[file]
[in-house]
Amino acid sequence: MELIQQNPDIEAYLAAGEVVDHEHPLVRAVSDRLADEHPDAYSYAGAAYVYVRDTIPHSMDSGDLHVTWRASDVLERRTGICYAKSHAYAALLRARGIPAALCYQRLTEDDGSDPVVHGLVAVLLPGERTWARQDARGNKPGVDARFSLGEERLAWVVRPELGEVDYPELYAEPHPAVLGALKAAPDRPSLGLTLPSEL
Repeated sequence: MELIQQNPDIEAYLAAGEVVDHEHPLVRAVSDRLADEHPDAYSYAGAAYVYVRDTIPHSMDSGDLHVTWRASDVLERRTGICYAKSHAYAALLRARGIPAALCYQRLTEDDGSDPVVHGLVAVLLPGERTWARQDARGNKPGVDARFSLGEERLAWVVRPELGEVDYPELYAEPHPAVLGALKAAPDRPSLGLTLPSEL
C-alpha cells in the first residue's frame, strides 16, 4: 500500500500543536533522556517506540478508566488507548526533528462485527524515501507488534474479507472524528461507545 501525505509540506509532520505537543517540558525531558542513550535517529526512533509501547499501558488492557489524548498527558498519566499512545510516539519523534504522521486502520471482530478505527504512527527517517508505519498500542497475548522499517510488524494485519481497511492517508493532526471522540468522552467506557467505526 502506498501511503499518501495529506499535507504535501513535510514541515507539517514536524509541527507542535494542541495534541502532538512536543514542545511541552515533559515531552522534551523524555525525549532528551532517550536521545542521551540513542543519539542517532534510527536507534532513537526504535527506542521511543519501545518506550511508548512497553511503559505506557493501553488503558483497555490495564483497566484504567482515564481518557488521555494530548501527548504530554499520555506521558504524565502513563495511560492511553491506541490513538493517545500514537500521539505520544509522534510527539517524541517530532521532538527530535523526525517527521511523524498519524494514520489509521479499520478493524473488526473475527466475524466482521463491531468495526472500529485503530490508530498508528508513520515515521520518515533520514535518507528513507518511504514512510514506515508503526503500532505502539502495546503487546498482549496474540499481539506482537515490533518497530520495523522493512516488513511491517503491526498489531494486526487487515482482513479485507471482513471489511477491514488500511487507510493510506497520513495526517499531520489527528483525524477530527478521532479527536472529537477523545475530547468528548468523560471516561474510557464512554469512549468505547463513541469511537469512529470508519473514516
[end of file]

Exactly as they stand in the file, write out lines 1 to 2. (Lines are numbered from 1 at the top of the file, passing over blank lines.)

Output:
[in-house]
Amino acid sequence: MELIQQNPDIEAYLAAGEVVDHEHPLVRAVSDRLADEHPDAYSYAGAAYVYVRDTIPHSMDSGDLHVTWRASDVLERRTGICYAKSHAYAALLRARGIPAALCYQRLTEDDGSDPVVHGLVAVLLPGERTWARQDARGNKPGVDARFSLGEERLAWVVRPELGEVDYPELYAEPHPAVLGALKAAPDRPSLGLTLPSEL